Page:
We are a commune of inquiring, skeptical, politically centrist, capitalist, anglophile, traditionalist New England Yankee humans, humanoids, and animals with many interests beyond and above politics. Each of us has had a high-school education (or GED), but all had ADD so didn't pay attention very well, especially the dogs. Each one of us does "try my best to be just like I am," and none of us enjoys working for others, including for Maggie, from whom we receive neither a nickel nor a dime. Freedom from nags, cranks, government, do-gooders, control-freaks and idiots is all that we ask for.
I hear people tell me that they have lots of Purple Finches at their bird-feeders, and nesting in their eaves. Them ain't Purple Finches, they're House Finches.
House Finches were an import from Mexico and California in the 1940s, originally sold for bird cages, so they are in fact an invasive species and have now spread all over the US and southern Canada. They were marketed as "Hollywood Finches."
I haven't seen a conifer-loving Purple Finch in quite a while. They are, generally, uncommon and if you are not a birder, you have probably never seen one.
Top photo is a male Purple Finch. Below is a male House Finch. (females of both look like slim, brown sparrows with finch beaks)
We have both house and purple finches here (Virginia)-- the house finch is more common though. It's not so hard to tell the males apart, you just look at how far down the "cranberry juice" color goes. House finches, it stops at the chest; purple finches, it goes all the way to the vent. Females are MUCH harder to tell apart, though. The purple finches have a pale pattern on the face, and more contrast on the belly striping, but that's tough to spot if they're not perched still.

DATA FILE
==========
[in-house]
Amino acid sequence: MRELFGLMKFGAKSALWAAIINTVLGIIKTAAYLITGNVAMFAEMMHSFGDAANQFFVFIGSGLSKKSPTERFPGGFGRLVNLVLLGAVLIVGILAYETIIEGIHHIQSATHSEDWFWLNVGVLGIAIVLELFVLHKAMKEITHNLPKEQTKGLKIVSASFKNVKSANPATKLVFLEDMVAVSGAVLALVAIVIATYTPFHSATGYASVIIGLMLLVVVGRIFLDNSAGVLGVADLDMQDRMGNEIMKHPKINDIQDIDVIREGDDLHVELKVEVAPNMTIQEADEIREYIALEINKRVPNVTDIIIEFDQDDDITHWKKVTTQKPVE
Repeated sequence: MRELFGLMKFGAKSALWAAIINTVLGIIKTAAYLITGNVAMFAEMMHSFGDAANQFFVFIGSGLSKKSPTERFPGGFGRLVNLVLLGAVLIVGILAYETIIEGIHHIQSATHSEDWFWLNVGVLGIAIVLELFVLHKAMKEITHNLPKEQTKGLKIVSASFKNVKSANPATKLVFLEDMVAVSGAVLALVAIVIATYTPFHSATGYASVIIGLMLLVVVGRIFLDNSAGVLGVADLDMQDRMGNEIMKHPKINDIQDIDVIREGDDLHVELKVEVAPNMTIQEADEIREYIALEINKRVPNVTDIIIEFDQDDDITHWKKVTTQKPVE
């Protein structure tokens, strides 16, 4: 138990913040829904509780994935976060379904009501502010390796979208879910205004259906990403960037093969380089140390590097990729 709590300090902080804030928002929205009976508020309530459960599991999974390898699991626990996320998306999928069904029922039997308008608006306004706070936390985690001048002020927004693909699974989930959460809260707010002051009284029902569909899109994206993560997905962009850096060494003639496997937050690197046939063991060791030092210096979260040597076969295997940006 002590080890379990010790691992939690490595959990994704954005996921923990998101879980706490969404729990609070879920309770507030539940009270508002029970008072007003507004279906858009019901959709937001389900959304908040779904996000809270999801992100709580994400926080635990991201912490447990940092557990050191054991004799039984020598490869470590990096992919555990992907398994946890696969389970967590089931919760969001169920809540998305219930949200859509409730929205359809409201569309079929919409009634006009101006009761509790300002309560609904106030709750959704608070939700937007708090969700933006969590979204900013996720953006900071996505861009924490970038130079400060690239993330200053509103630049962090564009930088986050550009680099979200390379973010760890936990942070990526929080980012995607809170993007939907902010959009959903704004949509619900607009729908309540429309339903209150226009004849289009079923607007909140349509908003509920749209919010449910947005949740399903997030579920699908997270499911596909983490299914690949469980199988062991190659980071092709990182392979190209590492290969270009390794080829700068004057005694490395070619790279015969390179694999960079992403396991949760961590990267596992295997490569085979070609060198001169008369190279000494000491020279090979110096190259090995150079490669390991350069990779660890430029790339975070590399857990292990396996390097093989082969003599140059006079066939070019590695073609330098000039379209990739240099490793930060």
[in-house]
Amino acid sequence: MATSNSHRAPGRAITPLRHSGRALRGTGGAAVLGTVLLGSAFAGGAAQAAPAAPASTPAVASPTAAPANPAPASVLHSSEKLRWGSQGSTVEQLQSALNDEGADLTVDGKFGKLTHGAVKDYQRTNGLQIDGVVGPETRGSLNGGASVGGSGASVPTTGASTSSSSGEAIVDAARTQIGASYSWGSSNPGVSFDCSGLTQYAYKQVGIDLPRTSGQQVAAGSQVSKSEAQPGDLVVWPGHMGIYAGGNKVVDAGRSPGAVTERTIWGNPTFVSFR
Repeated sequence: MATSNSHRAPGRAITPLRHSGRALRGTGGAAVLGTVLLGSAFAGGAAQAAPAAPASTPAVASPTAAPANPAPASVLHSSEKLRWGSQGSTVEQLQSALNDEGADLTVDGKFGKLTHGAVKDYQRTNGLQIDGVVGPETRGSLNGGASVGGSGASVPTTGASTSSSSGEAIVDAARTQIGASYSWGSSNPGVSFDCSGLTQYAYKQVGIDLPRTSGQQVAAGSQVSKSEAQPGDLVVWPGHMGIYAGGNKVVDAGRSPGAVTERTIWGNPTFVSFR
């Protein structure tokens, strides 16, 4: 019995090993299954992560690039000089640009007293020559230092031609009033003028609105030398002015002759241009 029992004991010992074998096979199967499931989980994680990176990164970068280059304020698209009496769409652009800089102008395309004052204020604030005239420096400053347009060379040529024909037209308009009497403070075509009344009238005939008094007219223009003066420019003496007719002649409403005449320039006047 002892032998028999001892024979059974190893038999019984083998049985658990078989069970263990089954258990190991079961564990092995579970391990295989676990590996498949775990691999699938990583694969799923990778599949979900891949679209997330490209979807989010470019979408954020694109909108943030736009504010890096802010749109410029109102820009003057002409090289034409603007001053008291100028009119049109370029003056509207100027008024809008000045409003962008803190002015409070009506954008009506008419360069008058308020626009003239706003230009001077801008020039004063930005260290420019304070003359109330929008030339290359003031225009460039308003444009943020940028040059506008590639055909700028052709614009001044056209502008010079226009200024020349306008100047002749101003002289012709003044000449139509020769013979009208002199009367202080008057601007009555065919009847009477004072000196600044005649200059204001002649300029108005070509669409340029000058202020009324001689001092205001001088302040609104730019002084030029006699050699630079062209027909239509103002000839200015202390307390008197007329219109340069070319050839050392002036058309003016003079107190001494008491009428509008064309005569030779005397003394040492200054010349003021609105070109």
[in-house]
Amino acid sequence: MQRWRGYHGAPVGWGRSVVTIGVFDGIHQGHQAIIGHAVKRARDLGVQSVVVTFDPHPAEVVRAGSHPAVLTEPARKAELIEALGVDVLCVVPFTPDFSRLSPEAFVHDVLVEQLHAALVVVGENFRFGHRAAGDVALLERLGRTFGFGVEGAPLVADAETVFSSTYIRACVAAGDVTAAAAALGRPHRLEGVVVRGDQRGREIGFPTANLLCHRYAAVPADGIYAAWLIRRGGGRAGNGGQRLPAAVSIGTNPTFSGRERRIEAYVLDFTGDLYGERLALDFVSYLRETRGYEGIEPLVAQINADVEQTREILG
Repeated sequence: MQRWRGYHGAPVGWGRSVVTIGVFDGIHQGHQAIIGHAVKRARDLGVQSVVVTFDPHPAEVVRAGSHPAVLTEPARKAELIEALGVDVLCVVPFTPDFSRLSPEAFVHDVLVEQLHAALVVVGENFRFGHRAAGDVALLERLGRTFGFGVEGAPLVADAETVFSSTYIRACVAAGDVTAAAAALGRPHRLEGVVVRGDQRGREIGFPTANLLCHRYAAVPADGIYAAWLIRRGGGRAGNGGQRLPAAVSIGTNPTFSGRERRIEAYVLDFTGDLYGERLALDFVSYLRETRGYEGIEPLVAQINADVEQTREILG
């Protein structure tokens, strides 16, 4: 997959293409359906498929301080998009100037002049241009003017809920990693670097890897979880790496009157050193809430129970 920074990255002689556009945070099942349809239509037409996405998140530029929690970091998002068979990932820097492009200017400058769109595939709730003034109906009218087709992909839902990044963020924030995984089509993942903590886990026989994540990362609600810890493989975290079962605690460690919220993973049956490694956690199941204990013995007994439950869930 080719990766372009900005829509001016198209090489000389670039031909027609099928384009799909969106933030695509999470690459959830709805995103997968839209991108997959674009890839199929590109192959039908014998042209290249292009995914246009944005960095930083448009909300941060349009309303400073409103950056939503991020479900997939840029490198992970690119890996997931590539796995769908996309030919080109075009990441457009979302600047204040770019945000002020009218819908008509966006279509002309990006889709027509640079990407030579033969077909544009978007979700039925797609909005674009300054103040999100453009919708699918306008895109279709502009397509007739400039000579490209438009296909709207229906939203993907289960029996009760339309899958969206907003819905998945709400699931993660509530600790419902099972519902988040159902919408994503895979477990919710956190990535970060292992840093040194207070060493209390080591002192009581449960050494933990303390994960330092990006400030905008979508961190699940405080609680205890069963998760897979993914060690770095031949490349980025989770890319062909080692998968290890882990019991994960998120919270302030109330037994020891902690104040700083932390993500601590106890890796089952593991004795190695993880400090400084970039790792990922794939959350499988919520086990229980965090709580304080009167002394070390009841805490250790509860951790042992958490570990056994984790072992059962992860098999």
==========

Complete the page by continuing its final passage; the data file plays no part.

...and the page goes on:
We hardly ever get redpolls this far south. Pine grosbeaks can look like purple finches at first, although they're much larger in size and have a distinctive (dark colored) hooked beak. And pine siskins can fool you too-- they look like the female house finch, if you don't catch the bit of yellow in the wing.
Back in the late 1980's, a family of House Finches raised their young in the ancient dining room window awning in the 1940's house we rented. The kids really enjoyed watching them grow up. I didn't realize at the time they were invasive.
Here in the piney woods of central Alabama, what I think are purple finches outnumber the house finches probably 10:1. After 40+ years of watching, I'm still not sure they're purple finches because the males' coloring is far less intense than either Bird Dog's photo or the pix in my bird books. I've can't figure out what they might be if they're not purple finches.
I have House Finches year round. I did have a mated pair of Purple finches visit a few days ago. It was not hard to tell the differance BTW. I enjoy them both very much. As for invasive species the Starlings cause the real trouble here.